IN CAPITAL LETTERS MY REPLY TO YOU:

I am appalled and dismayed that the editorial staff of the Liberty Times has published yet another obscured and discriminating letter today. I THOUGHT IT WAS A GOOD LETTER. I DON'T KNOW THE AUTHOR OF THE LETTER BUT HE WROTE TO ME BY EMAIL AND WAS VERY FRIENDLY AND WARM. I THINK HE USED TO WORK AS A MILITARY INTERPRETER FOR THE US ARMY IN TAIWAN DURING 1960s...

I am also deeply disappointed that you would let the malice snowballing without even attempting to put out the fire that you started. I CANNOT PUT OUT THE FIRE, SIR. THERE IS NO FIRE. I HOPE NOT. IT'S JUST A FRIENDLY DISCUSSION. PLEASE JOIN IN.

I regret to say that I do not appreciate your way of learning about Taiwan. SORRY. I AM TRYING MY BEST TO LEARN ABOUT TAIWAN. PLEASE GIVE ME MORE TIME, AND PLEASE BE MY TEACHER.

Any local slang, good or bad, whether you like it or not, does has its historical meaning. YES YES , YOU ARE CORRECT.

As we understand and learn more from each other - through globalization, closer contact, and reduced tensions - the negative slang will be used less and less and eventually become just an ancient word mentioned somewhere in the historical references. ***I HOPE SO. GOOD!

Likewise, even the positive slang words like “阿兜仔” might also gracefully fade into our memory as people become more sophisticated (though not necessarily more high-class and 有品.) I AGREE WITH YOU. ADOAH IS NOT ABOUT HIGH CLASS OR LOW CLASS. IT IS ABOUT LANGUAGE, and IT IS ABOUT HOW PEOPLE SEE FOREIGNERS IN THEIR MIDST. I AM MIDDLE CLASS MYSELF, WITH NO PHD OR MD DEGREE, JUST A WORKING JOURNALIST WHO LOVES TAIWAN.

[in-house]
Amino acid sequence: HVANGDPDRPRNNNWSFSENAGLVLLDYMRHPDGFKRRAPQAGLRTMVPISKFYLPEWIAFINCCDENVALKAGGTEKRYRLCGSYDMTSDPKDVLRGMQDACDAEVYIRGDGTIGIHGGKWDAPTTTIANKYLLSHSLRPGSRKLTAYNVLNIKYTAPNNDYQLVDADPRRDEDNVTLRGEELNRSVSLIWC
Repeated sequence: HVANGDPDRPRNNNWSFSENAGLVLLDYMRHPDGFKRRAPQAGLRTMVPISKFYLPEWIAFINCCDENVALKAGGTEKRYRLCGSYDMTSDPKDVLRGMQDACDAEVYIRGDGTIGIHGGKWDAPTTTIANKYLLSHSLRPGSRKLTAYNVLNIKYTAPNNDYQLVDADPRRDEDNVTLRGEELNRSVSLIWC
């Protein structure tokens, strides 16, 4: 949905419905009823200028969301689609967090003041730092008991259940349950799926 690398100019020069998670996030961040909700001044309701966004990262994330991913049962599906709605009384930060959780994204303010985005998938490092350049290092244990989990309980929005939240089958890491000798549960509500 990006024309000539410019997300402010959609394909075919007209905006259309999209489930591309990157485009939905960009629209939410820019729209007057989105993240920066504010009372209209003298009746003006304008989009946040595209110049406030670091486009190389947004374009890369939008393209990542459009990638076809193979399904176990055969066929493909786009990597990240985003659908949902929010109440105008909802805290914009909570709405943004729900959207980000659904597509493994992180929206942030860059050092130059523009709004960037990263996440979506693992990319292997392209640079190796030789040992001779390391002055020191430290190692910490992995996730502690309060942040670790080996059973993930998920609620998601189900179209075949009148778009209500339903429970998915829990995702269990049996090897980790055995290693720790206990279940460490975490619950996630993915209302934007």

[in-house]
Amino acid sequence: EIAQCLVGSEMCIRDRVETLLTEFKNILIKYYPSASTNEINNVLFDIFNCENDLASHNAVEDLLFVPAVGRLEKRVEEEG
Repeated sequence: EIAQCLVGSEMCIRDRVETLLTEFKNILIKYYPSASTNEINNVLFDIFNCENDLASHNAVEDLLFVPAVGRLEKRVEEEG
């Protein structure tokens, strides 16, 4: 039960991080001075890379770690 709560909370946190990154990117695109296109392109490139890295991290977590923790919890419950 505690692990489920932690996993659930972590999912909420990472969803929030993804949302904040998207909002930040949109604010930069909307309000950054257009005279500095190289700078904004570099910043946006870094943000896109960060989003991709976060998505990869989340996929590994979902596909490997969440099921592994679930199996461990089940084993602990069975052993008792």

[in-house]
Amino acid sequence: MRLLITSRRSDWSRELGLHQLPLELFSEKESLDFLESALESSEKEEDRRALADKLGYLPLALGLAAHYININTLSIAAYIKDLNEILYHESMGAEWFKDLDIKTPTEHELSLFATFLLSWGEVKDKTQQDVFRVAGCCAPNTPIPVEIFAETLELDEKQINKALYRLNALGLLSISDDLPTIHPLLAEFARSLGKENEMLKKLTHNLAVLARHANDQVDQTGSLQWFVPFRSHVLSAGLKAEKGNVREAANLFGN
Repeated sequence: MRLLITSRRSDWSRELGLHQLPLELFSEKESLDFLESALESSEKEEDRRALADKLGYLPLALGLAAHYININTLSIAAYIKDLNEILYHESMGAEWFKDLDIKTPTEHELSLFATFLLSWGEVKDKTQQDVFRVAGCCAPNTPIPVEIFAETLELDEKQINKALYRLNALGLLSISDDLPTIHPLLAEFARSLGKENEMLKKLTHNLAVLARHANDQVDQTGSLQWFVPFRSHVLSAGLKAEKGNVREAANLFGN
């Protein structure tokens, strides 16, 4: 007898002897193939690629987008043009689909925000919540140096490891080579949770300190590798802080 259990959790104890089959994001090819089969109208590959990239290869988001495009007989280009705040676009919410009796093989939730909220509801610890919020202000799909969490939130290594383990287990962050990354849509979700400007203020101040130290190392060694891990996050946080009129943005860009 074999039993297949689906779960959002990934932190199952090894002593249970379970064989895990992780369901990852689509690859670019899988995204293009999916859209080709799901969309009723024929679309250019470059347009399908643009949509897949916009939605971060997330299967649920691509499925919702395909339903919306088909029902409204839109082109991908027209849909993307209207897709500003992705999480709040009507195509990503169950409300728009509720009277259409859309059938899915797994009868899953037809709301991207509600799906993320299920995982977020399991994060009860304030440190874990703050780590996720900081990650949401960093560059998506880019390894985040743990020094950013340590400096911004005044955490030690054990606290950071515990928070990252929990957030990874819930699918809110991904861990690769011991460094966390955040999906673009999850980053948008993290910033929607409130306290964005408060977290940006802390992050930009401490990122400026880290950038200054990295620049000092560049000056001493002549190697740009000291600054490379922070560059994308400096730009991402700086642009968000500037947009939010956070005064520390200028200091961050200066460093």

As expected, with your ill-advised letter to the Liberty Times on 7/8/09, you have effectively misled many into disgracing an innocent local slang. FOR THIS, I APOLOGIZE, SIR.

It’s evident in some comments posted in your blog and it even served as a convenient vehicle for people like Mr. Yellow River (黃大河) to stab Taiwanese in the back.
NOBODY SHOULD STAB ANYBODY IN THE BACK. I DON'T KNOW WHO MR YELLOW RIVER IS. OH WAS HE THE WRITER OF TODAY's LETTER. HE SEEMS LIKE A NICE MAN TO ME. BUT I CANNOT READ HIS LETTER I CANNOT READ CHINESE, WHAT DID HE SAY, EXACTLY. IF YOU DISAGREE WITH HIM, WRITE A GOOD LETTER TO THE LIBERTY TIMES. THE EDITORS THERE ARE GOOD AND FAIR PEOPLE.

Mr. Huang, who arrogantly promoted himself as a “high-class with good taste Taiwanese” because he never uses the “insulting” and “disrespectful“ “阿兜仔” to address the Westerners!